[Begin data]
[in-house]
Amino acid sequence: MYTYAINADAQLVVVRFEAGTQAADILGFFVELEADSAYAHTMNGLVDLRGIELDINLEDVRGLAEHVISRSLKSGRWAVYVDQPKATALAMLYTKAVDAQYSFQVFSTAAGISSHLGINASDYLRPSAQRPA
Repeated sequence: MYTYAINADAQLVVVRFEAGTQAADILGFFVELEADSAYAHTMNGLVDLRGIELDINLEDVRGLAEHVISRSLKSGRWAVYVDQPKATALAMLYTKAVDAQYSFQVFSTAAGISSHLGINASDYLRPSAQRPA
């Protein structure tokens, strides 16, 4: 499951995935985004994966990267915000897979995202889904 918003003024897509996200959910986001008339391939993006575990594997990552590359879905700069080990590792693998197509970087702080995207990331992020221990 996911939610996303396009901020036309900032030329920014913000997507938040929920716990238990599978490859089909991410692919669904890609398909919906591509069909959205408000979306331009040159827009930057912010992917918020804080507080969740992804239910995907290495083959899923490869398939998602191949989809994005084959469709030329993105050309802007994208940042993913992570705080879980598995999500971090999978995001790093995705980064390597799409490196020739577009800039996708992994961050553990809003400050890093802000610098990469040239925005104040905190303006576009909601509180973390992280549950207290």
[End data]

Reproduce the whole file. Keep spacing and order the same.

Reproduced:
[in-house]
Amino acid sequence: MYTYAINADAQLVVVRFEAGTQAADILGFFVELEADSAYAHTMNGLVDLRGIELDINLEDVRGLAEHVISRSLKSGRWAVYVDQPKATALAMLYTKAVDAQYSFQVFSTAAGISSHLGINASDYLRPSAQRPA
Repeated sequence: MYTYAINADAQLVVVRFEAGTQAADILGFFVELEADSAYAHTMNGLVDLRGIELDINLEDVRGLAEHVISRSLKSGRWAVYVDQPKATALAMLYTKAVDAQYSFQVFSTAAGISSHLGINASDYLRPSAQRPA
């Protein structure tokens, strides 16, 4: 499951995935985004994966990267915000897979995202889904 918003003024897509996200959910986001008339391939993006575990594997990552590359879905700069080990590792693998197509970087702080995207990331992020221990 996911939610996303396009901020036309900032030329920014913000997507938040929920716990238990599978490859089909991410692919669904890609398909919906591509069909959205408000979306331009040159827009930057912010992917918020804080507080969740992804239910995907290495083959899923490869398939998602191949989809994005084959469709030329993105050309802007994208940042993913992570705080879980598995999500971090999978995001790093995705980064390597799409490196020739577009800039996708992994961050553990809003400050890093802000610098990469040239925005104040905190303006576009909601509180973390992280549950207290």